We exist to promote the rights and interests of people who may need assistance with decision making. We do this by offering:
- Dispute Resolution, and
The Public Advocate can be appointed by the South Australian Civil and Administrative Tribunal (SACAT) as a Guardian of Last Resort if:
- a person is unable to make a particular decision for themselves
- there is a lifestyle, accommodation, and/or health decision to be made
- there is no other appropriate person to be appointed.
SACAT can direct us to investigate a person’s circumstances if:
- SACAT have received an application,
- the person is believed to have impaired decision-making capacity, and
- there is risk of harm to the person.
We can advocate for:
- the rights and interests of individuals who need assistance with decision-making
- systemic change
- legislative and/or operational change.
Our Dispute Resolution Service can provide preliminary assistance and mediation if:
- a person has made an Advance Care Directive (ACD)
- there is a dispute about consent to medical treatment
- there is a disagreement about decisions or decision-makers.
We provide Information about:
- Consent to Medical Treatment
- Advance Care Directives
- Guardianship and Administration
- Mental Health.
Our focus is to deliver innovative and quality services that enhance service delivery and respond to new and changing policy, processes, and legislation.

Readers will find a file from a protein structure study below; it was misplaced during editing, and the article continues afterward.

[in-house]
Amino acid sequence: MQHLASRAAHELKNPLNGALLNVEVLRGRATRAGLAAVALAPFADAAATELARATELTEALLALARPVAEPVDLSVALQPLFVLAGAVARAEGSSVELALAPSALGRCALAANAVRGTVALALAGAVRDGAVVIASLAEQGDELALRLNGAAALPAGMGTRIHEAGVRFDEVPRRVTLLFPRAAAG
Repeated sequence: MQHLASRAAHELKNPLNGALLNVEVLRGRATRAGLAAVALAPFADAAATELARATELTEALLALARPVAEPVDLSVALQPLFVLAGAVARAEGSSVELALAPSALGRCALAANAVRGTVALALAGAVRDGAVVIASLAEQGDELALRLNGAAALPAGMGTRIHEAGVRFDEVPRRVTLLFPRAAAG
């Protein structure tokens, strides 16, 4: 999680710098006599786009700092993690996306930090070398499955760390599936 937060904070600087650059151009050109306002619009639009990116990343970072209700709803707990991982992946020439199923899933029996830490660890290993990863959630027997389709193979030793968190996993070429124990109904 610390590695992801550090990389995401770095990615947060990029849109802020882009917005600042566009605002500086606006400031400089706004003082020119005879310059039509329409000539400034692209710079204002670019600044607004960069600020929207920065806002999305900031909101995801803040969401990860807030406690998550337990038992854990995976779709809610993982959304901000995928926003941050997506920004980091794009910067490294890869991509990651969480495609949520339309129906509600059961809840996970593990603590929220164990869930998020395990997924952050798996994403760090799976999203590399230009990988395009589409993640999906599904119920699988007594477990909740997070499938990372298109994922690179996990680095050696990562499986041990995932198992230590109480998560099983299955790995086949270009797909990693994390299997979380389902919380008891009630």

There are South Australian laws relevant to adults who are unable to make decisions for themselves, who are at risk of abuse or neglect and may require supported or substitute decision making.
The Guardianship and Administration Act 1993 recognises that people who are not able to make decisions for themselves may need extra support, so that they are safe, their wishes are upheld, and their freedoms are protected, as much as possible. The Act aims to protect vulnerable people from neglect, abuse or exploitation.
The Guardianship and Administration Act gives the South Australian Civil and Administrative Tribunal (SACAT) the power to make certain orders in relation to a person who does not have decision-making capacity, including guardianship orders and administration orders. The Act also outlines the functions of the Public Advocate.
The Mental Health Act 2009 says that if you have a mental illness, you should receive the right services, in a reasonable time frame, to aim for the best recovery possible. It also encourages people to be involved in their own treatment and care, and limits the circumstances where you can be ordered to have treatment without your consent.
Involuntary orders are:
- Community Treatment Orders, and
- Inpatient Treatment Orders.
The Mental Health Act 2009 sets out the responsibilities of the government and the Office of the Chief Psychiatrist for the standard of mental health services in South Australia.
The Consent to Medical Treatment and Palliative Care Act 1995 says who can consent to medical treatment for adults and children, if someone is unable to give their own consent, including in medical emergencies. It also talks about the care of the dying.
The Advance Care Directives Act 2013 says that if you are over 18 and able to make your own decisions, you can write down your wishes about your future health care, accommodation and personal affairs. It also allows the Public Advocate to give information, help substitute decision-makers to uphold the wishes in Advance Care Directives, and resolve disagreements about decision-making.
Visit the Advance Care Directives website to learn more.